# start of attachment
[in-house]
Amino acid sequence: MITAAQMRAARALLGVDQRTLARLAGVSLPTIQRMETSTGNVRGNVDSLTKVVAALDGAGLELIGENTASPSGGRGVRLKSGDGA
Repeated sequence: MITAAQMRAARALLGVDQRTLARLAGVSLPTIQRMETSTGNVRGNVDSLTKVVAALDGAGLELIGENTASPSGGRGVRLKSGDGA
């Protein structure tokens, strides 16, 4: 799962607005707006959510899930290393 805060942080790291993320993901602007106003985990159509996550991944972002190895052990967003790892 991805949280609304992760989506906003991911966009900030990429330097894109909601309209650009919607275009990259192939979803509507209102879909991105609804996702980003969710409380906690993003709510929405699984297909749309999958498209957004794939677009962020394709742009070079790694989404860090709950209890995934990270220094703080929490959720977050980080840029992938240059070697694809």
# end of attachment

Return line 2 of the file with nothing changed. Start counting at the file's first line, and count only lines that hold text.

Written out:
Amino acid sequence: MITAAQMRAARALLGVDQRTLARLAGVSLPTIQRMETSTGNVRGNVDSLTKVVAALDGAGLELIGENTASPSGGRGVRLKSGDGA